Much has been made recently of the role antibiotics play in how our meat is produced. How does this affect the increase in antibiotic-resistant bacteria?

In many cases, it is routine for antibiotics to be added to the feed of livestock to increase their growth and prevent disease. Much like in the human body, this broad over-dosing increases the amount of antibiotic-resistant bacteria in their system, which we as consumers are exposed to when we come into contact with the meat. This process adds fuel to the growing fire that is antimicrobial resistance, as we are only increasing the amount of resistant bacteria we can come into contact with on a daily basis.

However, the exposure this topic has gained more recently has shown that this is an area where consumers have a great deal of power to affect change. As we in turn demand a higher quality product, this process will only continue to improve.

Are antibiotics as effective as they used to be?

Right now in the majority of cases, antibiotics are still effective. That said, what we have seen is a startling increase in untreatable infections caused by antibiotic-resistant bacteria. While these cases are still rare, we have also seen many common infections become more difficult to treat. Things that once were routine are no longer routine, which in turn can mean more antibiotics, so one could see how it begins to feel like a bit of a feedback loop.

Without effective antibiotics, there is no routine surgery, no chemotherapy and a whole host of other procedures we have come to take for granted, so this is certainly an issue that warrants our concern.

What makes you hopeful that we will be able to properly address the issue of antimicrobial resistance?

It’s worthwhile to note that while they seem commonplace now, antibiotics haven’t been around very long. As with any innovation, sometimes the pendulum swings a bit too far in one direction, and we need to make adjustments.

The important thing is to ensure that everyone is informed about the risks that antibiotic-resistant bacteria present. Organizationally as well as individually, we will all have a role in correcting this problem.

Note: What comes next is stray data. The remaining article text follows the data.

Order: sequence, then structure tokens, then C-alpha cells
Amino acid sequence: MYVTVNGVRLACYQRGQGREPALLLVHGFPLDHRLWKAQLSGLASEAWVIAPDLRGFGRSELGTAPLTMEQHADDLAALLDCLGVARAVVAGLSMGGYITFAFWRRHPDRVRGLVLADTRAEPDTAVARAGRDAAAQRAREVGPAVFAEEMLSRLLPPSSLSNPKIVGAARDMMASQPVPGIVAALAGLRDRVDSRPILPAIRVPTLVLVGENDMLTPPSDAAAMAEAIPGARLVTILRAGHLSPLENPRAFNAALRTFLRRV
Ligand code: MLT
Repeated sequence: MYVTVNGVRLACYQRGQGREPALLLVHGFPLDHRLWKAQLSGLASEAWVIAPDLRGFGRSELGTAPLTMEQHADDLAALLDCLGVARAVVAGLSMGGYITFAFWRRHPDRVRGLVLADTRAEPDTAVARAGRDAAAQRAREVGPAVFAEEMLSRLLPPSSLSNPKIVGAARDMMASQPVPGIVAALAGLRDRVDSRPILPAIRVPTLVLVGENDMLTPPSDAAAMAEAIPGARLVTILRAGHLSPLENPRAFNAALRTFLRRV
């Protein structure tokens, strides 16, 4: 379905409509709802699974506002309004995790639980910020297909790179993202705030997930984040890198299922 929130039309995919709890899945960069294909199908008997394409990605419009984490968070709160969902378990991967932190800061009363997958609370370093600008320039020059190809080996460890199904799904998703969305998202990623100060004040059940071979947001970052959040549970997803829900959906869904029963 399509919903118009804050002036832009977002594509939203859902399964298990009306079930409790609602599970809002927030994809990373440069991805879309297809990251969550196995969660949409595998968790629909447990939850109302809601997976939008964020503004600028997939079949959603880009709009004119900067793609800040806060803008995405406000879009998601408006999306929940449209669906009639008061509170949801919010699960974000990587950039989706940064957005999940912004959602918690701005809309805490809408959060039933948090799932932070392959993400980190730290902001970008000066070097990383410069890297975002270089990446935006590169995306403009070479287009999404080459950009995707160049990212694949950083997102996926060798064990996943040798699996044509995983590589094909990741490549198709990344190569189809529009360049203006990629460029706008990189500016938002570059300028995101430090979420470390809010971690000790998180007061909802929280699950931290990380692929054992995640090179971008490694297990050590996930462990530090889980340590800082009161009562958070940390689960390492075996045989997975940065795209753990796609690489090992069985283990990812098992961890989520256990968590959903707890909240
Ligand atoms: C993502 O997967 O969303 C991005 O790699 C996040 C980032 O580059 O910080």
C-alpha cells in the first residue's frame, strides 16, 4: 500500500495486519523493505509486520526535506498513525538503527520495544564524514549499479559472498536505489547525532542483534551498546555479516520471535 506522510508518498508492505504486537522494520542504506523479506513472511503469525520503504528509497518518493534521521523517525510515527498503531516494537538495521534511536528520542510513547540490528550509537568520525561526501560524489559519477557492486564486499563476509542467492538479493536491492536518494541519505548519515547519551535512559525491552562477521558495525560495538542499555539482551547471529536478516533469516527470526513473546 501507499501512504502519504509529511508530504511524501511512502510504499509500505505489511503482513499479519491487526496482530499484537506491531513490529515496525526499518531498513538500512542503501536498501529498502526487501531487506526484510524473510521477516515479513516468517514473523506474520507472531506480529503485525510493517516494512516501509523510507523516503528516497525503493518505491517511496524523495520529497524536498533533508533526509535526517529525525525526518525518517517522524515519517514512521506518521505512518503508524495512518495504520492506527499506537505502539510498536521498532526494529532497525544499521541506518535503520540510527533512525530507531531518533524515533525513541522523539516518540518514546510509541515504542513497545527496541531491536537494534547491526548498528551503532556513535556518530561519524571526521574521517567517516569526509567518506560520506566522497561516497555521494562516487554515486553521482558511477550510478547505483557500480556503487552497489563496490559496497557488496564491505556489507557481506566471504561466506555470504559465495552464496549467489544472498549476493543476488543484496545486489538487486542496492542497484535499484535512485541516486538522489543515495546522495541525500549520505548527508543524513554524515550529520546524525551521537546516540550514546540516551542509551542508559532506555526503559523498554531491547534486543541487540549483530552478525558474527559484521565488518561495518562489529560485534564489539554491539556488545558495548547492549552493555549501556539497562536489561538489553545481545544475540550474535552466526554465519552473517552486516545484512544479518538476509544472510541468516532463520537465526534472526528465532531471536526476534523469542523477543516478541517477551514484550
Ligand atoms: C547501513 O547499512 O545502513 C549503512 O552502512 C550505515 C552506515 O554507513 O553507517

What broader, institutional changes will be necessary going forward?

  • Careful use of antibiotics (Antibiotic Stewardship): As healthcare providers, we need to reinforce the notion that just because someone doesn’t come away from the doctor’s office with a prescription, doesn’t mean that they came away with nothing. Treatment is by its very nature a process, and sometimes that process means treating the symptoms of the infection and leaving the rest to the body’s immune system.
  • Better diagnostics (better tests): Part of the reason that antibiotics are being overprescribed is that there is not always a clear-cut standard of practice. If we had better, more affordable tests that could determine whether or not an infection was bacterial as opposed to viral (e.g. Strep throat test), we could more easily cut down on the number of unnecessary prescriptions being given.
  • New antibiotics: We need to continue to develop new and more targeted antibiotics.

What advice do you have for parents and caregivers?

  • In the doctor’s office, become part of the conversation: Every time an antibiotic is being prescribed, there should be a discussion. With some infections, it is best to wait, see and evaluate after a day or two. This approach is often used with ear infections in children.
  • Buy antibiotic-free meat: To help, parents and families can read labels while out shopping. Look for phrases that mention “antibiotic-free” or “organic.” Also, do research online to find out where your local restaurants and food chains get their meat.
  • Take steps to prevent preventable infections:
    • Wash your hands
    • Make sure you and your children are up to date on your vaccinations
    • Stay home when sick
    • Prepare food safely


Get Smart About Antibiotics Week